This book is tremendous value for money! SPCK have printed the book with skill and style. The challenge is how the reader puts this theology into practice. From this perspective engagement with Rohr might best be done in a small group over a period of time.

The Moral Heart of Public Service

The Moral Heart of Public Service

The Moral Heart of Public Service – Edited by Claire Foster Gilbert Jessica Kingsley Publishers (2017) ISBN 9781785922558  £18.99

Westminster Abbey takes its location to serve our national life with utmost seriousness. As well as attracting visitors from across the world the Abbey also seeks to engage with a range of major institutions and public figures, not least the British Parliament.

The Westminster Abbey Institute was founded in 2013 to build and develop mutual concern about the world we live in and what values might shape policy and politics. This volume of essays, carefully organised offer insight into the shape of some of these conversations.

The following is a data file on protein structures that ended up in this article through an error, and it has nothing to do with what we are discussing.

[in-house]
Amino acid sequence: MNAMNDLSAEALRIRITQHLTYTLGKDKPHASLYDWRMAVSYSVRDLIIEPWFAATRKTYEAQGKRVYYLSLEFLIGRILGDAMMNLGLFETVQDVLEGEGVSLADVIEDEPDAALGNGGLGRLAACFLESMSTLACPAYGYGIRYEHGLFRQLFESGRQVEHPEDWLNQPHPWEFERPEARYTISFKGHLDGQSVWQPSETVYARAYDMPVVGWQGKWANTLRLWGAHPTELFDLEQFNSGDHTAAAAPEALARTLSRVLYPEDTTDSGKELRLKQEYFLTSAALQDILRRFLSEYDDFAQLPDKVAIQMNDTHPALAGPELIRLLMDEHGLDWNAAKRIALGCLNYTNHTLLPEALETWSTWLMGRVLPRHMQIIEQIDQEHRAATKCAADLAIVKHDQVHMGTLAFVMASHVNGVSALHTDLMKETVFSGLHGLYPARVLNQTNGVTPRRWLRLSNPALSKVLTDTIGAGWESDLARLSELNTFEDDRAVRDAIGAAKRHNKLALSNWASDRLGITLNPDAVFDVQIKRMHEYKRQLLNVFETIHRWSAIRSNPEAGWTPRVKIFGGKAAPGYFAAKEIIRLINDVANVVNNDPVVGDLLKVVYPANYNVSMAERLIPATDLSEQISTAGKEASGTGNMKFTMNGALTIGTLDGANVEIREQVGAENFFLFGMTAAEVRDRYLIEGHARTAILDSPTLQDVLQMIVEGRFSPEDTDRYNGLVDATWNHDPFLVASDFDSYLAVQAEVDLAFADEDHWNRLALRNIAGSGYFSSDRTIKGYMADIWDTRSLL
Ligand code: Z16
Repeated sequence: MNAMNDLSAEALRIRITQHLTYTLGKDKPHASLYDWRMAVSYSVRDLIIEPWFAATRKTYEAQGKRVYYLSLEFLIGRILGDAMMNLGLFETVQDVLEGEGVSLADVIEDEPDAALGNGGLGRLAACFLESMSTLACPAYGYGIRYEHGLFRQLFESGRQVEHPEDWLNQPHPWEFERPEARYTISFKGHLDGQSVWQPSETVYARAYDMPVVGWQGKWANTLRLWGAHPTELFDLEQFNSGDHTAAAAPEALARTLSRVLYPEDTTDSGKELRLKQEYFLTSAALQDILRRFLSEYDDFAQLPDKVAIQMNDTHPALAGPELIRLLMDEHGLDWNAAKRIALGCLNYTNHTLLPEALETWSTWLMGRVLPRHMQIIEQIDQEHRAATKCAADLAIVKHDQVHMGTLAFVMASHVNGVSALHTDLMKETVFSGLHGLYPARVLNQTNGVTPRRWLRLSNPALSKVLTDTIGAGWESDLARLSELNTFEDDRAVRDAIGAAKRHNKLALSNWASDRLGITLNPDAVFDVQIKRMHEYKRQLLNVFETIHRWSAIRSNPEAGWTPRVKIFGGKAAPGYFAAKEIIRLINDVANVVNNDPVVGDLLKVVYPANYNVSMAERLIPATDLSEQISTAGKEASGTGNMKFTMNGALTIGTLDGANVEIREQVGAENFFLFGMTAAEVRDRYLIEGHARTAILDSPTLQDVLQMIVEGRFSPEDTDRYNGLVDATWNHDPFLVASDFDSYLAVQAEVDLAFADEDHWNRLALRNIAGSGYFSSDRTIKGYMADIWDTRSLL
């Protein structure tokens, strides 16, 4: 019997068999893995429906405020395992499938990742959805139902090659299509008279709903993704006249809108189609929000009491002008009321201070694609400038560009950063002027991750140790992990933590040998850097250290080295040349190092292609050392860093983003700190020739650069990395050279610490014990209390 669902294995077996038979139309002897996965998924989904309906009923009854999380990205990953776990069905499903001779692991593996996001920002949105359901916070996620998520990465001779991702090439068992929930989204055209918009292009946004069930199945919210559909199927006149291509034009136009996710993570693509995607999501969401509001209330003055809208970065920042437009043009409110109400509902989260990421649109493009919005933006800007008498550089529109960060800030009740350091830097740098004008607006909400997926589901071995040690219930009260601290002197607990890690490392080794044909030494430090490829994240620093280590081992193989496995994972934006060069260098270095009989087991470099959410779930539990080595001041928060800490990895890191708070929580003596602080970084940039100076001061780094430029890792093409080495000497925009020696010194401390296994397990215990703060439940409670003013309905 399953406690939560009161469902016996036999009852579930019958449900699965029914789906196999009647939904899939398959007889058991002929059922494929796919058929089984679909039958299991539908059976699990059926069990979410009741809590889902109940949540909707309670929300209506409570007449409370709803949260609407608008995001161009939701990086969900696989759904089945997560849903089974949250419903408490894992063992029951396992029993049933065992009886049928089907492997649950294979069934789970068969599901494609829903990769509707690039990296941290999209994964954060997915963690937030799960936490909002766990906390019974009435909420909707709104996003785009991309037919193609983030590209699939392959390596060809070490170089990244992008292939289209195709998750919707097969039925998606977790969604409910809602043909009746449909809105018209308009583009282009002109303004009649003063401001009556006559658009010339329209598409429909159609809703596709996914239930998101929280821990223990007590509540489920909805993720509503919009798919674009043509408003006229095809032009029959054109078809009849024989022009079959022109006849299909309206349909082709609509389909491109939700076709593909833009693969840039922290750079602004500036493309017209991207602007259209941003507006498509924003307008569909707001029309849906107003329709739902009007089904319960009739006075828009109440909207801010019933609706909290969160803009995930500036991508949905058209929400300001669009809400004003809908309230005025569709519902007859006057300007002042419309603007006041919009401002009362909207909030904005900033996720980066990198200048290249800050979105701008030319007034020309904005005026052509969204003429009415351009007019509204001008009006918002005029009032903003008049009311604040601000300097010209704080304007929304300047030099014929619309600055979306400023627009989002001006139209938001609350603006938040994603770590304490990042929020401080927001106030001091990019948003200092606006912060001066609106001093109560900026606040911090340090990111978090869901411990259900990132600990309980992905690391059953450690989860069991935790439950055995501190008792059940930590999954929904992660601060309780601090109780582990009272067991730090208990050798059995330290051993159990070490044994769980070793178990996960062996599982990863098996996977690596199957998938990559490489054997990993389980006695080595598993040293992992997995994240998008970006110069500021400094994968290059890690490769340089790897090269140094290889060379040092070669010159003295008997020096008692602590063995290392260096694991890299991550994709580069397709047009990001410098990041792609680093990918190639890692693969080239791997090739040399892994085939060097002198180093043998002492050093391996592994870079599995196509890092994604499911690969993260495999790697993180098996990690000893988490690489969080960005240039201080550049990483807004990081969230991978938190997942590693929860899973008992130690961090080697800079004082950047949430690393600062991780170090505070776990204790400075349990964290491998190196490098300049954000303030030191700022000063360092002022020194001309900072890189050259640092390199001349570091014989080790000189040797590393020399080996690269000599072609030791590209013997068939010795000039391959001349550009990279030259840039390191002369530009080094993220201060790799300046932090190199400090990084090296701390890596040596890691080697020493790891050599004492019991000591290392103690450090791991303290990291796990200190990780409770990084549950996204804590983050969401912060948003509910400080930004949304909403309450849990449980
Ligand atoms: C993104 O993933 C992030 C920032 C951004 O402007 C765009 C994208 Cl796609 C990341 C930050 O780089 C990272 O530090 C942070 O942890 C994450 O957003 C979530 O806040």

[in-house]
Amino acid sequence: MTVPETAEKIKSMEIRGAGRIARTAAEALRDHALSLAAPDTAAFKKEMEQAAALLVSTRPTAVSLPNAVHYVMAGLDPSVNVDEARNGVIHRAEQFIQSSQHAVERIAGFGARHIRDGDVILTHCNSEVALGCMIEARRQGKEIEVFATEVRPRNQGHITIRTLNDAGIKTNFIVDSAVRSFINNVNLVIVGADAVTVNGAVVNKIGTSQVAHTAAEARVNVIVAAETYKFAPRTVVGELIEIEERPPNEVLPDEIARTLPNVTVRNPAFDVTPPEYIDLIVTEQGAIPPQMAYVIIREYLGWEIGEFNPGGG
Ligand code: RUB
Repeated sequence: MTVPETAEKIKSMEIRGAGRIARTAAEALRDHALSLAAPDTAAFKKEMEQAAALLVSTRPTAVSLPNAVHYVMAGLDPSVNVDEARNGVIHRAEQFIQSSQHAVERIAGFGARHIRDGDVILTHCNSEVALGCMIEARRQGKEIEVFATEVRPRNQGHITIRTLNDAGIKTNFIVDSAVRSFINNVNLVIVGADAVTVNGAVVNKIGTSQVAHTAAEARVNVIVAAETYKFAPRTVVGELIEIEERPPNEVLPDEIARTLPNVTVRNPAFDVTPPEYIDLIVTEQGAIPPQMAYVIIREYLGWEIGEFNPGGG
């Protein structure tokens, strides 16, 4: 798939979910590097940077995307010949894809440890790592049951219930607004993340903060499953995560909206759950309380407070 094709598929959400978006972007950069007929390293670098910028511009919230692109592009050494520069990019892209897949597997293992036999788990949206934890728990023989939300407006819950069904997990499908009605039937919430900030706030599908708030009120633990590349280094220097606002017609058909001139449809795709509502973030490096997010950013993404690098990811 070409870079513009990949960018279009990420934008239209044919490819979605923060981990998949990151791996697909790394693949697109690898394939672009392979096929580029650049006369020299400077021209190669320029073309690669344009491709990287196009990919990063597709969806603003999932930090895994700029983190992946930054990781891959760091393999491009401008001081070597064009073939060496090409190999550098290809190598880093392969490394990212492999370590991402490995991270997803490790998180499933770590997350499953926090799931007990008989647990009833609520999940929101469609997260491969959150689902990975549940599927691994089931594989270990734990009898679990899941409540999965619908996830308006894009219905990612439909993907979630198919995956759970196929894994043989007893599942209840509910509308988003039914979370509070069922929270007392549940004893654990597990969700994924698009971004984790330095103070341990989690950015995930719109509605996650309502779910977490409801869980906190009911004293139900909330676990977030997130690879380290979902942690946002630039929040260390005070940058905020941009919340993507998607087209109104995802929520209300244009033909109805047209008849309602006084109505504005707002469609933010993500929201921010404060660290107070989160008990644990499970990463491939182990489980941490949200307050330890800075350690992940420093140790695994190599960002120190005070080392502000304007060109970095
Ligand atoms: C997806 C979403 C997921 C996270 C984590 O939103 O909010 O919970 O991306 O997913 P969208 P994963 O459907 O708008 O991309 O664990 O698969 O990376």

Claire Foster Gilbert is a reflective, engaged and creative public theologian. She sets the scene in the introduction by outlining the shape and content of the book:

‘The essays and dialogues can be read individually or as a collection. They will appeal in different ways. None is intended to moralise, rather to share the skill, the effort, the camaraderie and the humour involved in making robust moral decision, in everything that is involved in sailing the ship wards a good destination, which should, after all, be seen as a profound and defining human endeavour for us all’ (p23)

The first essay, by the former foreign secretary William Hague explores the role of Britain as a moral force on the world stage. He asks us to think about our political vocation has one of service to the international community. There is a refreshing questioning of dogma and a restless openness in his reflections.